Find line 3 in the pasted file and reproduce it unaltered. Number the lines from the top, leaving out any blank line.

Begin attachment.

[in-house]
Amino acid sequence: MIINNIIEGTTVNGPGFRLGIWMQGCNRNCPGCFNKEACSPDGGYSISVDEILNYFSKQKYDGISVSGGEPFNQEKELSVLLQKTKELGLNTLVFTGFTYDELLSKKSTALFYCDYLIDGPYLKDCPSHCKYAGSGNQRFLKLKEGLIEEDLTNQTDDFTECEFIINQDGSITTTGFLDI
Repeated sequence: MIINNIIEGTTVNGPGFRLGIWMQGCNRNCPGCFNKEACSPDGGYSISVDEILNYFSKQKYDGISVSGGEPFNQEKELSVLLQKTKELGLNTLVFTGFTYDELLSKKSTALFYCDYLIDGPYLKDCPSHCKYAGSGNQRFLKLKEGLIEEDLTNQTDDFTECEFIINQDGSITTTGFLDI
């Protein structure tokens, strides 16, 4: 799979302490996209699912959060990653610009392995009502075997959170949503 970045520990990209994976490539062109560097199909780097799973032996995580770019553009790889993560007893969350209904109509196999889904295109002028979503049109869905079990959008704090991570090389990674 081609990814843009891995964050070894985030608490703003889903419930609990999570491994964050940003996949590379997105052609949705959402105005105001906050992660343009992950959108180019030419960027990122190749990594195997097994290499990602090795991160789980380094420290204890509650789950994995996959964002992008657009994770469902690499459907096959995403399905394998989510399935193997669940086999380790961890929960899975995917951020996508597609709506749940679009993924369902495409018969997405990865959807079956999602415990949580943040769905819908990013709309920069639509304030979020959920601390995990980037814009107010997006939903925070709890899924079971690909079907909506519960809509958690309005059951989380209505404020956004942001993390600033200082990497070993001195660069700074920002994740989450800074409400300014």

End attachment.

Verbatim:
Repeated sequence: MIINNIIEGTTVNGPGFRLGIWMQGCNRNCPGCFNKEACSPDGGYSISVDEILNYFSKQKYDGISVSGGEPFNQEKELSVLLQKTKELGLNTLVFTGFTYDELLSKKSTALFYCDYLIDGPYLKDCPSHCKYAGSGNQRFLKLKEGLIEEDLTNQTDDFTECEFIINQDGSITTTGFLDI